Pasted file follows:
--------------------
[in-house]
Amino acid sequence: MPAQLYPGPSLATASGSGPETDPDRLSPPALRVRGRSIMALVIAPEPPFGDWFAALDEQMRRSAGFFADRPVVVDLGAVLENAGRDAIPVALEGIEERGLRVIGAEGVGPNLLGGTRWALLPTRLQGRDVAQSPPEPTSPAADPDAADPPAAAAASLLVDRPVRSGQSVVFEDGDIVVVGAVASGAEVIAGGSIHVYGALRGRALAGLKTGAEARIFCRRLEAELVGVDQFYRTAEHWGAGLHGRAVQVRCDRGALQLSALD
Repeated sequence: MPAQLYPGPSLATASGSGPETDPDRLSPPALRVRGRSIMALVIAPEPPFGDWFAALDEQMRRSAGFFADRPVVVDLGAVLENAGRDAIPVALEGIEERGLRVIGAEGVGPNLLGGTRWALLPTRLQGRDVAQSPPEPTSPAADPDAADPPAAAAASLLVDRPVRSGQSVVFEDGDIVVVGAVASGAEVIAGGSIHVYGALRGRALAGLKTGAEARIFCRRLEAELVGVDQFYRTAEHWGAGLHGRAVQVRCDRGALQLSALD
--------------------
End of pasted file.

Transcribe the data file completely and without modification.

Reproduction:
[in-house]
Amino acid sequence: MPAQLYPGPSLATASGSGPETDPDRLSPPALRVRGRSIMALVIAPEPPFGDWFAALDEQMRRSAGFFADRPVVVDLGAVLENAGRDAIPVALEGIEERGLRVIGAEGVGPNLLGGTRWALLPTRLQGRDVAQSPPEPTSPAADPDAADPPAAAAASLLVDRPVRSGQSVVFEDGDIVVVGAVASGAEVIAGGSIHVYGALRGRALAGLKTGAEARIFCRRLEAELVGVDQFYRTAEHWGAGLHGRAVQVRCDRGALQLSALD
Repeated sequence: MPAQLYPGPSLATASGSGPETDPDRLSPPALRVRGRSIMALVIAPEPPFGDWFAALDEQMRRSAGFFADRPVVVDLGAVLENAGRDAIPVALEGIEERGLRVIGAEGVGPNLLGGTRWALLPTRLQGRDVAQSPPEPTSPAADPDAADPPAAAAASLLVDRPVRSGQSVVFEDGDIVVVGAVASGAEVIAGGSIHVYGALRGRALAGLKTGAEARIFCRRLEAELVGVDQFYRTAEHWGAGLHGRAVQVRCDRGALQLSALD